7 Tips for Managing Car Insurance Increases
If you have experienced rising car-insurance premiums lately, you’re not alone. The National Association of Insurance Commissioners reports that average auto-insurance spending nationwide outpaced inflation each year during the first part of this decade and shows no signs of slowing down.
Industry observers cite a convergence of factors for the hikes. A healthy economy has more people on the road, and this has been accompanied by an increase in crashes. On the claims side, not only is the cost of medical treatment growing, but so too is the cost of auto repair, thanks in large part to the technological sophistication of today’s vehicles. For example, a bumper on a 2014 Acura sedan might have cost approximately $1,800 to repair. The bumper on a 2016 model of that same vehicle – now equipped with cameras and sensors – might cost $3,600 to repair. And this increased level of technology isn’t relegated to the bumper; you’ll find new, expensive-to-repair equipment throughout most modern vehicles. Even motorists with spotless driving records have seen their premiums rise as insurance carriers try to keep up with mounting claims.
This has a growing number of people looking for ways to reduce their premiums, sometimes at the expense of sound judgment. Here are the top dos and dont’s you should consider to manage your rising auto insurance rates, compliments of AAA Washington Insurance Agency.
1. Don’t: Forget to Take Advantage of Insurance Bundle Savings
If you don’t already get your auto and homeowner’s coverage from the same carrier, ask your agent how you might benefit from insurance bundle savings.
2. Don’t: Reduce Your Liability Limits
Washington’s minimum liability limits—$25,000 per person and $50,000 per crash for injuries, plus $10,000 for property damage—were established in 1980, when the costs of medical treatment and auto repair were much lower than they are today. Insurance carriers that promise to save you money often do so by reducing your liability limits, which is not a good idea. A person deemed responsible for a crash is on the hook for damages exceeding their liability limits. Considering that the average price of just a small new car today, according to Kelly Blue Book, is $20,000, the gap between the liability limit and total judgment for a person insured at or near the state’s minimum levels could add up fast.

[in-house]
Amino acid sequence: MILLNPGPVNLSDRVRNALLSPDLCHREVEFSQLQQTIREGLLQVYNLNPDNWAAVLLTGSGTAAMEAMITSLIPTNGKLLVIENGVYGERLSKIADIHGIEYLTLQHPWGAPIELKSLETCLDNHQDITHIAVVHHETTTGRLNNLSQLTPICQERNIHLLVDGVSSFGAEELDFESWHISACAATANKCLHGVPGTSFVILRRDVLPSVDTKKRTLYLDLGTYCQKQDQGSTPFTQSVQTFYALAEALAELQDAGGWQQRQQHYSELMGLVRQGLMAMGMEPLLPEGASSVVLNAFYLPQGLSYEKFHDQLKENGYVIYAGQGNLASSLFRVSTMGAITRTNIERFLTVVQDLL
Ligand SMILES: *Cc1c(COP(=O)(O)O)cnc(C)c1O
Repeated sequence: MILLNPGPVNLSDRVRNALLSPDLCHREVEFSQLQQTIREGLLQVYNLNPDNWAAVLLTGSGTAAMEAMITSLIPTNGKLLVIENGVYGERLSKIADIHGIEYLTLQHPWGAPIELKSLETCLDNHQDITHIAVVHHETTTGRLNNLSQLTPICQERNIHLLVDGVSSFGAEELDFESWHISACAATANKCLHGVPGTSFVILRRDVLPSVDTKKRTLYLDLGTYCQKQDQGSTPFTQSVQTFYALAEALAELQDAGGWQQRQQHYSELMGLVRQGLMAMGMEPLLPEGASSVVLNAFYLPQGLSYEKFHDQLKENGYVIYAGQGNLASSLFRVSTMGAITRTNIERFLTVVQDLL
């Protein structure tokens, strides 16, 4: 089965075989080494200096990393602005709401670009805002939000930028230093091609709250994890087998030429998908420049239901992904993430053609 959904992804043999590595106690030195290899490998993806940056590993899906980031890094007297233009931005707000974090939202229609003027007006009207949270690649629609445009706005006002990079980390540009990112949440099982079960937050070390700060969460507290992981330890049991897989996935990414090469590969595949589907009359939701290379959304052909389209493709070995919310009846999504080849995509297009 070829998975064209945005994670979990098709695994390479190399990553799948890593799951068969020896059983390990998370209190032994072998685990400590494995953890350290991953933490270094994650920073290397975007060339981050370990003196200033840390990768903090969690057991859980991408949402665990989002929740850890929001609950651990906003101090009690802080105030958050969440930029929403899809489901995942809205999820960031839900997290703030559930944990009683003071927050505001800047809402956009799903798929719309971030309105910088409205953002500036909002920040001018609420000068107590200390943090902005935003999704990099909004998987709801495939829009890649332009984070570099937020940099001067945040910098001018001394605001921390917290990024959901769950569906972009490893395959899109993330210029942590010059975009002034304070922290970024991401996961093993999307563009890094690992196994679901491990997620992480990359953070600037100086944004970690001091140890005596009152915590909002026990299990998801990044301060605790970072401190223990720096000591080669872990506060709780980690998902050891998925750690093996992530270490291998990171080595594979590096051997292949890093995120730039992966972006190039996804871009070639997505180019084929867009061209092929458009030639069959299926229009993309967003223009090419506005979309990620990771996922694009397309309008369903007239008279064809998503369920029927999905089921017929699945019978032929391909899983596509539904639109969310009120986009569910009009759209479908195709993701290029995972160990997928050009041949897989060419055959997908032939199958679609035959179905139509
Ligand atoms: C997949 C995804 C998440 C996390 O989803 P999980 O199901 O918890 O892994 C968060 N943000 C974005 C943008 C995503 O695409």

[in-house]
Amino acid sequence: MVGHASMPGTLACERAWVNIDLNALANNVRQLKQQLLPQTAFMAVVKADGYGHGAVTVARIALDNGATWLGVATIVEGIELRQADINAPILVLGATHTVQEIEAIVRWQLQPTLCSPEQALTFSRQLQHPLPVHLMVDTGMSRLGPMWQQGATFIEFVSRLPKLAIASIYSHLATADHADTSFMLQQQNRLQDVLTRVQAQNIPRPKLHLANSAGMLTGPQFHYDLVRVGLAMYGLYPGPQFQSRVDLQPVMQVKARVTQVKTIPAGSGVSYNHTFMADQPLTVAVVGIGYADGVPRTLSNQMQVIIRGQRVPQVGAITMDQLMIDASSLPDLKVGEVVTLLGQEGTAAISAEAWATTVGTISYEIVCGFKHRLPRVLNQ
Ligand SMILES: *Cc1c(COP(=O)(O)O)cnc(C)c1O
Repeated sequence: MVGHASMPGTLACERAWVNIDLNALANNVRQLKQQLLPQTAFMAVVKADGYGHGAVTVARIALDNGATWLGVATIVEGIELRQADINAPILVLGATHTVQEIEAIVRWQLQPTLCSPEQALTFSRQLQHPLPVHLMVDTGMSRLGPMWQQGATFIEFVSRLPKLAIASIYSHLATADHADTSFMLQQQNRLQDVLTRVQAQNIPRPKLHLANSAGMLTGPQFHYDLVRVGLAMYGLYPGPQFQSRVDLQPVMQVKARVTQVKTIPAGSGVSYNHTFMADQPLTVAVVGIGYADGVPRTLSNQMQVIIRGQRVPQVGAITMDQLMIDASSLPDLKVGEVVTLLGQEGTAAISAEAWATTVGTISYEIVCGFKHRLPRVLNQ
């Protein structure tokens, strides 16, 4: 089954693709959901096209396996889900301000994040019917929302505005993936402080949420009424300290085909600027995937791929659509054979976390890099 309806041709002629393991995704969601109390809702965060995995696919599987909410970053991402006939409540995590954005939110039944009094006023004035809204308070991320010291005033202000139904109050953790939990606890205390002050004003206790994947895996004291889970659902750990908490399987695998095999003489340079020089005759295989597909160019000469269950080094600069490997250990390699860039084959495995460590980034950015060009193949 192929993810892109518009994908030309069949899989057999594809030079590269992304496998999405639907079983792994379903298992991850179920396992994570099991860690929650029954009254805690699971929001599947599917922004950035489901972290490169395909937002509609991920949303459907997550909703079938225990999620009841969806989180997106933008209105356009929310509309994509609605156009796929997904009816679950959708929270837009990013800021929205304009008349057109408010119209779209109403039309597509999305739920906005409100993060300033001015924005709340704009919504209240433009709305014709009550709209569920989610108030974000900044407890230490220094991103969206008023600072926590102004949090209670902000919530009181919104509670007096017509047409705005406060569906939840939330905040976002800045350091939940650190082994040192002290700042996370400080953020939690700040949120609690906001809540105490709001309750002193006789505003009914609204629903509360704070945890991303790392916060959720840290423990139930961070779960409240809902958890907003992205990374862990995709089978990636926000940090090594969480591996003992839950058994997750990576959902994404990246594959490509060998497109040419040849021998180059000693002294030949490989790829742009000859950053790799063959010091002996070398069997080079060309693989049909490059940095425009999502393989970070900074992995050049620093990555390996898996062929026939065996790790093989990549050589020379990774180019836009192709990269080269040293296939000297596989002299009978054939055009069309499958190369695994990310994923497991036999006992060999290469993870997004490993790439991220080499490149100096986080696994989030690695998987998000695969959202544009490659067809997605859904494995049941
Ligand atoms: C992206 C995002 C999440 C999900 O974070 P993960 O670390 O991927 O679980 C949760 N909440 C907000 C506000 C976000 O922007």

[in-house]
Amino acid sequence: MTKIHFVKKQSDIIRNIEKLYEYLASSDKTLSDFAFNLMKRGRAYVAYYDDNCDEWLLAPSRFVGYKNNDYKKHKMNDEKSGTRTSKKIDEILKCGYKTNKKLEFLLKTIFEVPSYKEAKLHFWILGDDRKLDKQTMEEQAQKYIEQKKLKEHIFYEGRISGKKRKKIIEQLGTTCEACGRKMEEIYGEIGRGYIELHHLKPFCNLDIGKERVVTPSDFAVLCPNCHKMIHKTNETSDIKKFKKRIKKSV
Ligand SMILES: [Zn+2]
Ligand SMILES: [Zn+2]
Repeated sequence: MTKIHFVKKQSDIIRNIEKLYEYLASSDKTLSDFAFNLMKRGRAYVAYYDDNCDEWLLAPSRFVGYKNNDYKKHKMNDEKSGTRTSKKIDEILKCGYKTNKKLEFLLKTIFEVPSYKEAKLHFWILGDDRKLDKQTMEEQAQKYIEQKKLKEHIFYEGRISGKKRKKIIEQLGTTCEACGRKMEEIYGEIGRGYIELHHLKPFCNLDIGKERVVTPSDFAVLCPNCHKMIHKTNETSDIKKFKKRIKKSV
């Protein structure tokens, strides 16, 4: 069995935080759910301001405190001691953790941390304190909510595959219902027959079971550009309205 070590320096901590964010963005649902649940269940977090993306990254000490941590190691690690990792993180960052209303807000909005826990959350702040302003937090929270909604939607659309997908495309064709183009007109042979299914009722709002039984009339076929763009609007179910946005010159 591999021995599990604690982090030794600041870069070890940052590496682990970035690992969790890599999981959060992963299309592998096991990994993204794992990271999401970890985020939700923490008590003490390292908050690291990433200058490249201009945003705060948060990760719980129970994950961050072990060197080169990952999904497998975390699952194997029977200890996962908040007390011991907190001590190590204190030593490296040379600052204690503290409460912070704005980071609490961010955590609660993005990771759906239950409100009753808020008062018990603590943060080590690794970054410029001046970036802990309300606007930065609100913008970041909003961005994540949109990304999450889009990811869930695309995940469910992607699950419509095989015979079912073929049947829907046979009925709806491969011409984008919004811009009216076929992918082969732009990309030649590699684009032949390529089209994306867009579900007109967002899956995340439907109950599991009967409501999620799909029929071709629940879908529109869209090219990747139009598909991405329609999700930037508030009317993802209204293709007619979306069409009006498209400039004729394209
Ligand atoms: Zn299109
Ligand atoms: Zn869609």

3. Do: Keep Your Uninsured/Underinsured-Motorist Coverage
If your car is damaged or you are injured in a crash caused by a driver with low liability limits, the other person’s insurance policy might not cover all your expenses. This is where your uninsured / underinsured-motorist (UM/UIM) coverage would kick in, paying you the difference between the other person’s liability limits and your total expenses. As auto insurance premiums continue to rise, it figures that many drivers may decide to lower their liability limits, and this form of coverage will become more important than ever. UI/UIM coverage is not a Washington State insurance requirement, but your insurance agent is required to offer it at the inception of your policy. If you previously declined it, you can add it to your policy. It typically increases your premiums by about 15 percent.
4. Don’t: Skip the Personal Injury Protection
Personal injury protection (PIP), which adds about 5 percent to your premiums, is another option worth keeping as part of your auto insurance policy, even though it is not a Washington State insurance requirement. It provides coverage for such things as medical bills and income loss (up to set limits) right after a crash, regardless of fault, for both you and your passengers. PIP can also help fill certain critical gaps in your health insurance plan; cosmetic dental injuries and medical airlifts, for example.
5. Do: Consider Higher Deductibles
A low deductible keeps a little more money in your pocket if you ever have to file a claim, but raising your deductible reduces your premiums—without lowering the liability limits you need for the “big stuff.”
6. Do: Weigh the Benefits of Your Collision Coverage
If you drive a vehicle with a low book value, such as an older car, your cost for comprehensive and collision coverage might exceed the potential value of a claim within a few years. If this is the case, it might make sense to drop this element of your auto insurance policy.
7. Don’t: Miss Out On AAA Member Savings
Did you know that AAA Washington’s insurance carrier partners offer members a 5 percent discount on car insurance rates? While we can’t guarantee the cheapest insurance rate, we can provide members with the best value for your dollar.